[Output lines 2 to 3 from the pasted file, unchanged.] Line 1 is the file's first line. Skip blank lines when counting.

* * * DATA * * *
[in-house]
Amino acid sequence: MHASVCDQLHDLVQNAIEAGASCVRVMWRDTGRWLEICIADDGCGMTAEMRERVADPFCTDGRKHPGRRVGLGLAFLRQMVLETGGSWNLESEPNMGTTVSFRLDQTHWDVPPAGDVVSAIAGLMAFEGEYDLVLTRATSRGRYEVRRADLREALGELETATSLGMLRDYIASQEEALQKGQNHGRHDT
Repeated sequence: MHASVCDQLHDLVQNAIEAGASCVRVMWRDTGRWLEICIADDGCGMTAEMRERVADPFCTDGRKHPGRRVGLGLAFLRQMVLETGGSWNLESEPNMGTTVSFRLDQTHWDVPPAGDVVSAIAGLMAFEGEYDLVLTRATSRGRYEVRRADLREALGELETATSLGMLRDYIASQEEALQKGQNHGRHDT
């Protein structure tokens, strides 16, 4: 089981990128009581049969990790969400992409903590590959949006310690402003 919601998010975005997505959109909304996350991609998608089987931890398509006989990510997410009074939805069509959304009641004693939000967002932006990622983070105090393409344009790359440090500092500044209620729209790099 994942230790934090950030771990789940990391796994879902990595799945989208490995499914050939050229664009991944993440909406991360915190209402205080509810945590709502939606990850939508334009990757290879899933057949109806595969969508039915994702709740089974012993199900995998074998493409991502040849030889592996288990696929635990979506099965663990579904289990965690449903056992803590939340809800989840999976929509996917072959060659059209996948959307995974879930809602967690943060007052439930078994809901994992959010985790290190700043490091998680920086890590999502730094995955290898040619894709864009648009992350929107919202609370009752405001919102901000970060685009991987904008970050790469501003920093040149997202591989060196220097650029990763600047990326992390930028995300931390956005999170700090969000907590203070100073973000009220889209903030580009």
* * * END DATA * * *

Amino acid sequence: MHASVCDQLHDLVQNAIEAGASCVRVMWRDTGRWLEICIADDGCGMTAEMRERVADPFCTDGRKHPGRRVGLGLAFLRQMVLETGGSWNLESEPNMGTTVSFRLDQTHWDVPPAGDVVSAIAGLMAFEGEYDLVLTRATSRGRYEVRRADLREALGELETATSLGMLRDYIASQEEALQKGQNHGRHDT
Repeated sequence: MHASVCDQLHDLVQNAIEAGASCVRVMWRDTGRWLEICIADDGCGMTAEMRERVADPFCTDGRKHPGRRVGLGLAFLRQMVLETGGSWNLESEPNMGTTVSFRLDQTHWDVPPAGDVVSAIAGLMAFEGEYDLVLTRATSRGRYEVRRADLREALGELETATSLGMLRDYIASQEEALQKGQNHGRHDT